Can Innovation In Research Technology Give Biden's 'Cancer Moonshot' A Fighting Chance?

In 1803, President Thomas Jefferson funded the Lewis and Clark expedition. Two months after the expedition ended, Jefferson gave the first report of their findings.

More than 200 years later, the distance Lewis and Clark covered in that two-year odyssey takes just a couple of hours; communications with people "in the field," anywhere in the world, is instantaneous.

Obamacare is Obama’s healthcare legacy and it looks likely to survive under the new Trump administration — with substantial changes. The less publicized ‘Cancer Moonshot', an effort to accelerate cancer research for a cure, could have been even more monumental if Biden’s final report to Obama in October didn’t show that the research world hasn’t progressed much from the days of Lewis and Clark.

The processes used to engage participants, run studies and report results are unacceptably slow and problematic. This means our capacity to implement treatments that we know work to improve health outcomes is highly inefficient. While there has been some progress, like recent regulations by HHS to improve the accessibility of research, the fact remains: our research processes are completely antiquated.

We won’t cure cancer, or make substantial improvements in other areas of personal and societal health without real innovation in the tools and techniques we use to plan and run research studies.

Most of us believe research is important. While we follow celebrities on Twitter and join political advocacy campaigns on Facebook by the millions, few of us join studies because we don't know where to find them. While we get TV ratings, movie box office receipts, and poll results within hours, it can take years before major health research results are available — if they are released at all.

The Department of Health and Human Services announced new rules recently to improve study accessibility. The goals of these regulations are sound.

Recruitment is a significant issue in studies. So, require researchers to register planned studies so participants know about them.

Study results help us make better decisions and develop clinical interventions. So, require those results to be released in a timely fashion.

Makes sense.

But these regulations are only going to make a small dent in helping solve the issues affecting the world of research, especially when it's the lack of innovation in research processes that needs to be addressed. Another rule only adds to an already burdensome regulatory environment.

According to the Tufts Center for Drug Development, most research studies don't end on time or budget. It can take a year, or more, to design a typical research study. Layers of inconsistently applied regulation, and disconnected systems make completing a study successfully nearly impossible.

The individuals who run research studies, particularly those in academia, have multiple other professional responsibilities. Many see patients, mentor students and teach classes, which makes it difficult for them to devote adequate time to the complex management requirements of a research study. They run studies in some of the most bureaucratic organizations in the world (academia and healthcare) and under layers of different inconsistently applied regulations.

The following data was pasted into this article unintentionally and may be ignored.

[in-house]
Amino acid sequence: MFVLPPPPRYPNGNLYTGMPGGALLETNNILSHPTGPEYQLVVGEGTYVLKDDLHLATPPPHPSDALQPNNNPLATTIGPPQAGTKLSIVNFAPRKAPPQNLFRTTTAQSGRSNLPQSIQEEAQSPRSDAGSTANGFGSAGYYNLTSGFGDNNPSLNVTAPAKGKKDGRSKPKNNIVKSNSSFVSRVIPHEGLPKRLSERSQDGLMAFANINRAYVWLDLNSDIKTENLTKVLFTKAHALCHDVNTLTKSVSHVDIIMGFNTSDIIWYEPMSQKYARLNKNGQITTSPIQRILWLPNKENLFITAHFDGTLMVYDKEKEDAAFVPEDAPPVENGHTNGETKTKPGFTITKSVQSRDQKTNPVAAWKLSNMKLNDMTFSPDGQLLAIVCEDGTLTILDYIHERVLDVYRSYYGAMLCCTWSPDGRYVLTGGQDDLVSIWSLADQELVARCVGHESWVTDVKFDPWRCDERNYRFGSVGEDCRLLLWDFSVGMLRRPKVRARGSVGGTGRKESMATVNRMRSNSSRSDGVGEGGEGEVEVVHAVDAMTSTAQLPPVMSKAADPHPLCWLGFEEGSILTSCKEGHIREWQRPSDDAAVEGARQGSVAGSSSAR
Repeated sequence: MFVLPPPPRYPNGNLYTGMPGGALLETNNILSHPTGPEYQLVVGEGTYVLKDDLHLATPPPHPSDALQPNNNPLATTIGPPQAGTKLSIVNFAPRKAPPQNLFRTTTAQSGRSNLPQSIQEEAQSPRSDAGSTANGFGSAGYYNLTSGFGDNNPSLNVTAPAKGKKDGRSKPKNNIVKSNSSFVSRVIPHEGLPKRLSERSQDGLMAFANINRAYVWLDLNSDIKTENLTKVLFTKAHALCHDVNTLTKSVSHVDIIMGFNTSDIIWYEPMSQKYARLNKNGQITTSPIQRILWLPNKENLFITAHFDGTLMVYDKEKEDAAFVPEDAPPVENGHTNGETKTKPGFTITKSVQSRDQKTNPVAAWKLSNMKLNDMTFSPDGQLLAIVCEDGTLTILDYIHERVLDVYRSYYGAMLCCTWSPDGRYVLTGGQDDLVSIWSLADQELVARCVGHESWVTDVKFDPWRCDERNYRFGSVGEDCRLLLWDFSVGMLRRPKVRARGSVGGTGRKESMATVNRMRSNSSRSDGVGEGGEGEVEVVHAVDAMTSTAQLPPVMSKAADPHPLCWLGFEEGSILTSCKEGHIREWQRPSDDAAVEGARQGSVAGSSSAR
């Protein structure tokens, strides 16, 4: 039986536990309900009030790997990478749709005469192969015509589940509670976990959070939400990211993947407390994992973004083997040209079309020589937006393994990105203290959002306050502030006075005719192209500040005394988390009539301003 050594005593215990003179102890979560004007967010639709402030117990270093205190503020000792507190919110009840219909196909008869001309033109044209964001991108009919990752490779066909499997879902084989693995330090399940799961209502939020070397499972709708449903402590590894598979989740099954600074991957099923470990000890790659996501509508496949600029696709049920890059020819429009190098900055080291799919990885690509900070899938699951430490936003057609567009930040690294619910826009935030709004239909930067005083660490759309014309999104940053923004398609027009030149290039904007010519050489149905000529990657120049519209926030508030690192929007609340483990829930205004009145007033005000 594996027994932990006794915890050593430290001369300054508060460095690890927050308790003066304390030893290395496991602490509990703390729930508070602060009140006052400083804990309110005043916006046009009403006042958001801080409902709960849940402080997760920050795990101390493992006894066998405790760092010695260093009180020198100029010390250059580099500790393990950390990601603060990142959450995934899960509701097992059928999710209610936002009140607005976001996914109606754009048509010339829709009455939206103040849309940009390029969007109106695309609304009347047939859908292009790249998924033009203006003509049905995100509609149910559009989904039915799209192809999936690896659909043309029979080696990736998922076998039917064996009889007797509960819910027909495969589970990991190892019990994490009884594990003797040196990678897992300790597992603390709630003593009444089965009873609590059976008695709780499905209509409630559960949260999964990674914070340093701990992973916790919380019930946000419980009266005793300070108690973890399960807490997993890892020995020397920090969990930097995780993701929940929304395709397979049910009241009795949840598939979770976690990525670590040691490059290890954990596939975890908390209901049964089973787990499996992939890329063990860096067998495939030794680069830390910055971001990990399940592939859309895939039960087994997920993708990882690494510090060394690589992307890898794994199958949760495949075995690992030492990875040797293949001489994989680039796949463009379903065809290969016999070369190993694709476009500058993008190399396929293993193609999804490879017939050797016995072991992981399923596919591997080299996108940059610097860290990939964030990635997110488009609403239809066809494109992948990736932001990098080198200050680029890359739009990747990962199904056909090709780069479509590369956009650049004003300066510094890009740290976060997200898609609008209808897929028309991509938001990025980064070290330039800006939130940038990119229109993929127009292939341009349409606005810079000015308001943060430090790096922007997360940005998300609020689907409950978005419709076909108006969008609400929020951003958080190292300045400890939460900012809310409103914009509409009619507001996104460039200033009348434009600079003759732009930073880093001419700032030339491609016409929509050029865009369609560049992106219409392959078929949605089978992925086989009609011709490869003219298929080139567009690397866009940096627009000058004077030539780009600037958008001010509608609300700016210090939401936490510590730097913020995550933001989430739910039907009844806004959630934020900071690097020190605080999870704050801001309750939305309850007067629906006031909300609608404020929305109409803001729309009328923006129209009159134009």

Researchers keep these varied jobs because of a difficult financial reality. Increased competition for grant funding means that NIH award rates have dropped by almost half since 2008. They have to piece together responsibilities, each with their own funding streams, to keep their jobs.

Other industries have made substantial investments in process innovation and efficiency to reduce costs and improve customer satisfaction. Look at banking, another highly regulated industry. Online tools, new products, unique branch designs, telephone support and ATMs alone have completely redefined the banking experience.

In the halls of academic research, processes and tools have changed little in 40 years. The experience is so poor that shows like "The Unbreakable Kimmy Schmidt" makes fun of the terrible experiences participants have in research studies.

The impact of these problems on our lives are significant. The complexity and cost of studies are so high, few are even attempted. According to the the Institutes of Medicine, 50% or more of all treatments conducted in the US have insufficient evidence to suggest they work. Outside the medical world, there is even less evidence. What prevents illness and disease? What social policy programs are most effective? What diet works? How do I optimize my health?

The research studies aren't being done. So, we make some of the most important decisions of our lives, not based on "what works," but based on anecdote, habit, and whoever speaks the loudest.

The ‘Cancer Moonshoot’ brought some much needed energy to one research topic. The recent reporting regulations from HHS are useful.

But, to see real impacts in our personal and societal health, we need to address the systematic inefficiency and operational issues within the research world. The sector needs to aggressively explore and invest in operational and technical approaches inspired by other regulated sectors, like banking.

Ultimately the investments could produce some of the most meaningful returns possible: a better, healthier world.

Matthew Amsden is CEO of ProofPilot, an online platform that makes it as easy to design, launch and participate in randomized controlled trials as it is to manage a blog.

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